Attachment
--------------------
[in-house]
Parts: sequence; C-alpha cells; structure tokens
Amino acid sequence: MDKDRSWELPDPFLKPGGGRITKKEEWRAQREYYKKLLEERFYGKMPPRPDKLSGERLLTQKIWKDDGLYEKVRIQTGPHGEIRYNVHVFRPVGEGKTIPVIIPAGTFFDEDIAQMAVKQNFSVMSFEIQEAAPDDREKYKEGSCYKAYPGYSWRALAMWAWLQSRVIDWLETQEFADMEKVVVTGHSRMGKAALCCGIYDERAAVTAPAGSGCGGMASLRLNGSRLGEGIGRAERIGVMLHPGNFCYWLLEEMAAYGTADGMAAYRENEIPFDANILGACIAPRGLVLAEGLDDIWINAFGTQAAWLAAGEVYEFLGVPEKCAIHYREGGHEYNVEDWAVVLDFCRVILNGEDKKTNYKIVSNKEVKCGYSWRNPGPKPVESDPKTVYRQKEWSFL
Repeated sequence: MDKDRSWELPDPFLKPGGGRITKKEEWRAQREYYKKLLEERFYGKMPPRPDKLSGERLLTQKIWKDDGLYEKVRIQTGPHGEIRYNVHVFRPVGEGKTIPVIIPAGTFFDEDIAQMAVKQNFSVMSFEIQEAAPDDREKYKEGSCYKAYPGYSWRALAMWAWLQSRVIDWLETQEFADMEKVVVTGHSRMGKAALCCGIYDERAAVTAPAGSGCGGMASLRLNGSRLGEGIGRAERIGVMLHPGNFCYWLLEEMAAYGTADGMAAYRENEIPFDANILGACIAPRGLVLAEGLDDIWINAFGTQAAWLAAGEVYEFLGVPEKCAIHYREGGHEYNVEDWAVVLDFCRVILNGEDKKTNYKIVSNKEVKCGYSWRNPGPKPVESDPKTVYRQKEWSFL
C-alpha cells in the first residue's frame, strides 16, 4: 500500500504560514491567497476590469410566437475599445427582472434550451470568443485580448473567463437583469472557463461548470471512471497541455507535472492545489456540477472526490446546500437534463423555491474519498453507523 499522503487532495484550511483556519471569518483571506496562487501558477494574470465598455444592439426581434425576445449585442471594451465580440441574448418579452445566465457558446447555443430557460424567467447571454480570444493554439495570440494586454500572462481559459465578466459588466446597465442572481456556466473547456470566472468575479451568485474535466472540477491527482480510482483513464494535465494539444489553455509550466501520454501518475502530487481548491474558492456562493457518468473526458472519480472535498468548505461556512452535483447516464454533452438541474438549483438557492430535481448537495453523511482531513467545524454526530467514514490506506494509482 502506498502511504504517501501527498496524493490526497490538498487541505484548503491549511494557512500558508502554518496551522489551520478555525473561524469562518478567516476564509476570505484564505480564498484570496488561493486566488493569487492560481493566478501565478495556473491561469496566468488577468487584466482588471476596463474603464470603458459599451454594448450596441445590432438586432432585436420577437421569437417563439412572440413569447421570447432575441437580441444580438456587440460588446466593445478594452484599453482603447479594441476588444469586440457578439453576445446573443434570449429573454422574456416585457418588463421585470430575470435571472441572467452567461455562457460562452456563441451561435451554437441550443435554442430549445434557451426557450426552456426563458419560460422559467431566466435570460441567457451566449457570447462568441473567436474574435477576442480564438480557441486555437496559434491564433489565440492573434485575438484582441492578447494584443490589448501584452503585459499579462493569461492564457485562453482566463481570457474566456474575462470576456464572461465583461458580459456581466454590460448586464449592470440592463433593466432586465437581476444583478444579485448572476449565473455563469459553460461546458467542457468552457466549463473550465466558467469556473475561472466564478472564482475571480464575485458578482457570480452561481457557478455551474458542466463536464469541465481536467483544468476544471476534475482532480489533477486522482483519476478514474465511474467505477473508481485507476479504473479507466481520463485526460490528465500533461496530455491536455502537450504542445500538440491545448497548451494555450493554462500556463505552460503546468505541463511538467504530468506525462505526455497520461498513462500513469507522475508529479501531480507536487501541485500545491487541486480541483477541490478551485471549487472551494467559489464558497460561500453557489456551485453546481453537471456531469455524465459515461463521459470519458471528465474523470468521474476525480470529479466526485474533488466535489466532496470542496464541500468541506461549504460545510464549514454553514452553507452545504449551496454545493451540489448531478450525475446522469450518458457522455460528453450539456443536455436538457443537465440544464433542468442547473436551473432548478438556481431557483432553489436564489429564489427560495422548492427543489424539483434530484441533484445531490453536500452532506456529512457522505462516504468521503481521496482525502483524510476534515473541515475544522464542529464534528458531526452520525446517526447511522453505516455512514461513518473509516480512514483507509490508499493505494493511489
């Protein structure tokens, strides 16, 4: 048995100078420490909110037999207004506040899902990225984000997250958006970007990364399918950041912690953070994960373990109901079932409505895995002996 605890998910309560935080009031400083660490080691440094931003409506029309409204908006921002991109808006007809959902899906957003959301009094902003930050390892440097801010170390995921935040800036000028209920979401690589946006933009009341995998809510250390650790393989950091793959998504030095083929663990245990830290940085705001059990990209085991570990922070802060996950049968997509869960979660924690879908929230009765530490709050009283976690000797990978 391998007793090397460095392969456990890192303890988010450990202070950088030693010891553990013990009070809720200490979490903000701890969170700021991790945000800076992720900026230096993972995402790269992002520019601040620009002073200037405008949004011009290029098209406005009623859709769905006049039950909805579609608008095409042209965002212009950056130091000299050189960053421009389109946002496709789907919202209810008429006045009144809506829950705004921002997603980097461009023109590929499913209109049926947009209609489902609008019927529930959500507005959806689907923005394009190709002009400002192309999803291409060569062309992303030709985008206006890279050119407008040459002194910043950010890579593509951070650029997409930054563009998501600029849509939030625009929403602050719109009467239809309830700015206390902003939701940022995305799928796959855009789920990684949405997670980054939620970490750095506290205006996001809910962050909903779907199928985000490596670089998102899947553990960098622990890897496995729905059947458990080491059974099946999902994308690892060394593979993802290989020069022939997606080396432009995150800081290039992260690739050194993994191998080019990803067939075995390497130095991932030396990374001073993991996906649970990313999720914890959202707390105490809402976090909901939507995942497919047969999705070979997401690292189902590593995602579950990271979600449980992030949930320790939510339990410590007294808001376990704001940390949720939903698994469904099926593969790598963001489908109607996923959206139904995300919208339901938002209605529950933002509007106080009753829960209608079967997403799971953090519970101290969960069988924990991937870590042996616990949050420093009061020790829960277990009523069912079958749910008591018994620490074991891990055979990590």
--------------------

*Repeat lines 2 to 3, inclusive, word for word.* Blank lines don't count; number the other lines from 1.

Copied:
Parts: sequence; C-alpha cells; structure tokens
Amino acid sequence: MDKDRSWELPDPFLKPGGGRITKKEEWRAQREYYKKLLEERFYGKMPPRPDKLSGERLLTQKIWKDDGLYEKVRIQTGPHGEIRYNVHVFRPVGEGKTIPVIIPAGTFFDEDIAQMAVKQNFSVMSFEIQEAAPDDREKYKEGSCYKAYPGYSWRALAMWAWLQSRVIDWLETQEFADMEKVVVTGHSRMGKAALCCGIYDERAAVTAPAGSGCGGMASLRLNGSRLGEGIGRAERIGVMLHPGNFCYWLLEEMAAYGTADGMAAYRENEIPFDANILGACIAPRGLVLAEGLDDIWINAFGTQAAWLAAGEVYEFLGVPEKCAIHYREGGHEYNVEDWAVVLDFCRVILNGEDKKTNYKIVSNKEVKCGYSWRNPGPKPVESDPKTVYRQKEWSFL